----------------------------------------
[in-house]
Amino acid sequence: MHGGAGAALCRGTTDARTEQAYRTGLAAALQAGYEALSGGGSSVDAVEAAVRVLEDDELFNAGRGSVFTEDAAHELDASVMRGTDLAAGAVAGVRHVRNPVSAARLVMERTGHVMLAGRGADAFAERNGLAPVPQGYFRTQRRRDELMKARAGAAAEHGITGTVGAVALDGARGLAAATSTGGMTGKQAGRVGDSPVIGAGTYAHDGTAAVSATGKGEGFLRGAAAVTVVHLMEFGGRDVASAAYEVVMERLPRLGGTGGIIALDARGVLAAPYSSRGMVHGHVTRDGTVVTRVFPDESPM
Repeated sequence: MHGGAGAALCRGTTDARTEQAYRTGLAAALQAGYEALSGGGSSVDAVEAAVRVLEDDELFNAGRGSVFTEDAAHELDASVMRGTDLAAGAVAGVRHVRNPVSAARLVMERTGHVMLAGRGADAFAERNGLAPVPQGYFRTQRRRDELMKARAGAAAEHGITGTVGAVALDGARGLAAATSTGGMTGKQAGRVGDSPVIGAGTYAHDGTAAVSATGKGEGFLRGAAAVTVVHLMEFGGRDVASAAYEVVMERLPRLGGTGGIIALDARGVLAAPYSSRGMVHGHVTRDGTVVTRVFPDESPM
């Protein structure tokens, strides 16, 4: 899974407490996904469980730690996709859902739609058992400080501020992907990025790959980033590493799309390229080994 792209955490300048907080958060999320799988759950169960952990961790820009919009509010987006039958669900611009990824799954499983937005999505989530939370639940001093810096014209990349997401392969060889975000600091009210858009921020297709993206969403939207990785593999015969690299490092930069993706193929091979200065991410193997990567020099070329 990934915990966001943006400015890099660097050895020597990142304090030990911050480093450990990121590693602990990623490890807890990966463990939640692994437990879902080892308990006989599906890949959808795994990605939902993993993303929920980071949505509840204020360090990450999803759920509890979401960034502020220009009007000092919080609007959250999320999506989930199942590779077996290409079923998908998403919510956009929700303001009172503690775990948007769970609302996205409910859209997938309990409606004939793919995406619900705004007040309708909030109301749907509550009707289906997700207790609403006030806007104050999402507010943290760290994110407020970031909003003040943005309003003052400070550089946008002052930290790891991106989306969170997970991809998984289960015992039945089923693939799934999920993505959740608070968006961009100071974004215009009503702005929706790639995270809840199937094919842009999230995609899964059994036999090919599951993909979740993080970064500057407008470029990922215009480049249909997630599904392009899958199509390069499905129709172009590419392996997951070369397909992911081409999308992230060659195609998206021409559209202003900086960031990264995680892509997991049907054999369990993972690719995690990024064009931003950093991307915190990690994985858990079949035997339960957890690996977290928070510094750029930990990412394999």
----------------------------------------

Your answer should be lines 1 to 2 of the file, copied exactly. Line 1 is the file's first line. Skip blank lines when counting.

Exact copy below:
[in-house]
Amino acid sequence: MHGGAGAALCRGTTDARTEQAYRTGLAAALQAGYEALSGGGSSVDAVEAAVRVLEDDELFNAGRGSVFTEDAAHELDASVMRGTDLAAGAVAGVRHVRNPVSAARLVMERTGHVMLAGRGADAFAERNGLAPVPQGYFRTQRRRDELMKARAGAAAEHGITGTVGAVALDGARGLAAATSTGGMTGKQAGRVGDSPVIGAGTYAHDGTAAVSATGKGEGFLRGAAAVTVVHLMEFGGRDVASAAYEVVMERLPRLGGTGGIIALDARGVLAAPYSSRGMVHGHVTRDGTVVTRVFPDESPM